Implementation of the Idaho School Readiness Project – Idaho has begun to implement a three-year system-building project to improve Idaho’s early childhood landscape. The project, funded with a federal grant and overseen by Idaho State University and Idaho AEYC, will focus on supporting the early childhood workforce, improve program quality, and maximize parental involvement.

Additional Advocacy of Note: Idaho insurance rates for pregnant and postpartum women with low-incomes rank last in the U.S. and Medicaid coverage ends at 2 months postpartum. Voices worked on legislation for the 2023 session that extends postpartum health coverage for women with low-incomes to 1 year after birth, increases Medicaid income eligibility for children and pregnant women, and supports the state’s Maternal Mortality Review Committee. Despite public support, the legislation died in committee due to leadership opposition.

Ongoing Grantee Areas of Advocacy:

The Alliance’s lead grantees in Idaho, Idaho AEYC & Idaho Voices for Children, are working to advance early childhood policies in several areas that align with the Alliance’s birth-through-eight policy framework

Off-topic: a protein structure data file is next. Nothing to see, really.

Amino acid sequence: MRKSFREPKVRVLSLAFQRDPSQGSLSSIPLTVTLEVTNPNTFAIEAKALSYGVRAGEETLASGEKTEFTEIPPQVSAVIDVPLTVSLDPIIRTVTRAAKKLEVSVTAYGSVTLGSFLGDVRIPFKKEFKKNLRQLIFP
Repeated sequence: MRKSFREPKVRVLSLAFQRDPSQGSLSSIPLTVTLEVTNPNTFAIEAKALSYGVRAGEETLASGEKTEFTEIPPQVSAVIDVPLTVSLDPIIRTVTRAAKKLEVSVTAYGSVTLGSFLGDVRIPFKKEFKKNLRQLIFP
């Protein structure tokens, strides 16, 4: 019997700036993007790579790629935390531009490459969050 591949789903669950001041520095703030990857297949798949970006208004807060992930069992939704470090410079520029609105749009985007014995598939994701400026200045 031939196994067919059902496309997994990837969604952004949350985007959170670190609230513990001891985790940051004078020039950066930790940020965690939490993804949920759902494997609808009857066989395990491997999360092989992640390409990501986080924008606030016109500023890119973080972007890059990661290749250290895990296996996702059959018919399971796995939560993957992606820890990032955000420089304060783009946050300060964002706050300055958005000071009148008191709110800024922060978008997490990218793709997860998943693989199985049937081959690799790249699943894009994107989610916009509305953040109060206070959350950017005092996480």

Early Care and Education

Child Care

Child Care Workforce

K-3rd Grade

Preschool and Pre-K

Child and
Maternal Health

Early Intervention (0-3)

Infant and Child Health

Maternal Health



Child Welfare

Family Economic Security

Home Visiting


Early Childhood Infrastructure

Early Childhood Governance



1 Kids Count Data Center, Annie E. Casey Foundation, Children Ages 0 to 8 Below 200 Percent Poverty, November, 2022 

2 National Center for Children in Poverty, Children Ages 0 to 8 Below 200 Percent Poverty, March 2023, NCCP analysis of ACS 1-Year Estimates – Public Use Microdata Sample 2021

3 National Association of State Budget Officers, Summaries of Fiscal Year 2024 Enacted Budgets, October 11, 2023.

4 National Conference of State Legislatures, 2023 State & Legislative Partisan Composition, February 28, 2023.

5 Ballotpedia, Ballot Measures by State, Kids Count Data Center, retrieved May, 2023.

6 Alliance for Early Success, Multi-State Initiatives for Early Childhood Policy Advocacy, April, 2022.

7 Alliance for Early Success, State-Wide Advocacy Highlights Survey, April-August, 2023.  

More State Policy Data:


More State Demographic Data: